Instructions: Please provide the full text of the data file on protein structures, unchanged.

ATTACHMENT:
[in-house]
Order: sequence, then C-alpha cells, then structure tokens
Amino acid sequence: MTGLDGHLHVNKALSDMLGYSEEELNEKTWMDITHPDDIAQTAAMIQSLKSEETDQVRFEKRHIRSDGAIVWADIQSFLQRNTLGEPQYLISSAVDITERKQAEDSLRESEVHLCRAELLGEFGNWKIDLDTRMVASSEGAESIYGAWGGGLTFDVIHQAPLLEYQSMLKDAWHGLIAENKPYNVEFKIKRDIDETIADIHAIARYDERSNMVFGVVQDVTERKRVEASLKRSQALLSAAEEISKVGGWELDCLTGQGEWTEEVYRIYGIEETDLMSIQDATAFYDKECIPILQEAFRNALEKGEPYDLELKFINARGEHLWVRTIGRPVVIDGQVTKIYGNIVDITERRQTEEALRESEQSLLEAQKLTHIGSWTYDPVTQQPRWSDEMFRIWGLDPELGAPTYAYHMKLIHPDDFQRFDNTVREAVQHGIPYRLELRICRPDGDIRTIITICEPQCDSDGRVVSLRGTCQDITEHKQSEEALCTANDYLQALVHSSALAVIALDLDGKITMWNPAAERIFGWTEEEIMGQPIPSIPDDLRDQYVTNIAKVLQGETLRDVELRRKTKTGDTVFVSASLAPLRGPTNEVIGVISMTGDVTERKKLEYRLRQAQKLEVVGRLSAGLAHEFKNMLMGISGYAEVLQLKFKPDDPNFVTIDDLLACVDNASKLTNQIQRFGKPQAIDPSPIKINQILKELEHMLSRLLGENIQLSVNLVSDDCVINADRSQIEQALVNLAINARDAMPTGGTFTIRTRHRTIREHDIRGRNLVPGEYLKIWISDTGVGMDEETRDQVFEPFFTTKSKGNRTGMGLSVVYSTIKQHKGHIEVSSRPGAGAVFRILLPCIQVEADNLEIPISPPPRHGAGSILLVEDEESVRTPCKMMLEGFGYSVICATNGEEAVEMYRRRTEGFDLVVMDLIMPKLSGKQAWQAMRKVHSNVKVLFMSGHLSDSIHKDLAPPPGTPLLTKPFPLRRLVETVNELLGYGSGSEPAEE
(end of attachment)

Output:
[in-house]
Order: sequence, then C-alpha cells, then structure tokens
Amino acid sequence: MTGLDGHLHVNKALSDMLGYSEEELNEKTWMDITHPDDIAQTAAMIQSLKSEETDQVRFEKRHIRSDGAIVWADIQSFLQRNTLGEPQYLISSAVDITERKQAEDSLRESEVHLCRAELLGEFGNWKIDLDTRMVASSEGAESIYGAWGGGLTFDVIHQAPLLEYQSMLKDAWHGLIAENKPYNVEFKIKRDIDETIADIHAIARYDERSNMVFGVVQDVTERKRVEASLKRSQALLSAAEEISKVGGWELDCLTGQGEWTEEVYRIYGIEETDLMSIQDATAFYDKECIPILQEAFRNALEKGEPYDLELKFINARGEHLWVRTIGRPVVIDGQVTKIYGNIVDITERRQTEEALRESEQSLLEAQKLTHIGSWTYDPVTQQPRWSDEMFRIWGLDPELGAPTYAYHMKLIHPDDFQRFDNTVREAVQHGIPYRLELRICRPDGDIRTIITICEPQCDSDGRVVSLRGTCQDITEHKQSEEALCTANDYLQALVHSSALAVIALDLDGKITMWNPAAERIFGWTEEEIMGQPIPSIPDDLRDQYVTNIAKVLQGETLRDVELRRKTKTGDTVFVSASLAPLRGPTNEVIGVISMTGDVTERKKLEYRLRQAQKLEVVGRLSAGLAHEFKNMLMGISGYAEVLQLKFKPDDPNFVTIDDLLACVDNASKLTNQIQRFGKPQAIDPSPIKINQILKELEHMLSRLLGENIQLSVNLVSDDCVINADRSQIEQALVNLAINARDAMPTGGTFTIRTRHRTIREHDIRGRNLVPGEYLKIWISDTGVGMDEETRDQVFEPFFTTKSKGNRTGMGLSVVYSTIKQHKGHIEVSSRPGAGAVFRILLPCIQVEADNLEIPISPPPRHGAGSILLVEDEESVRTPCKMMLEGFGYSVICATNGEEAVEMYRRRTEGFDLVVMDLIMPKLSGKQAWQAMRKVHSNVKVLFMSGHLSDSIHKDLAPPPGTPLLTKPFPLRRLVETVNELLGYGSGSEPAEE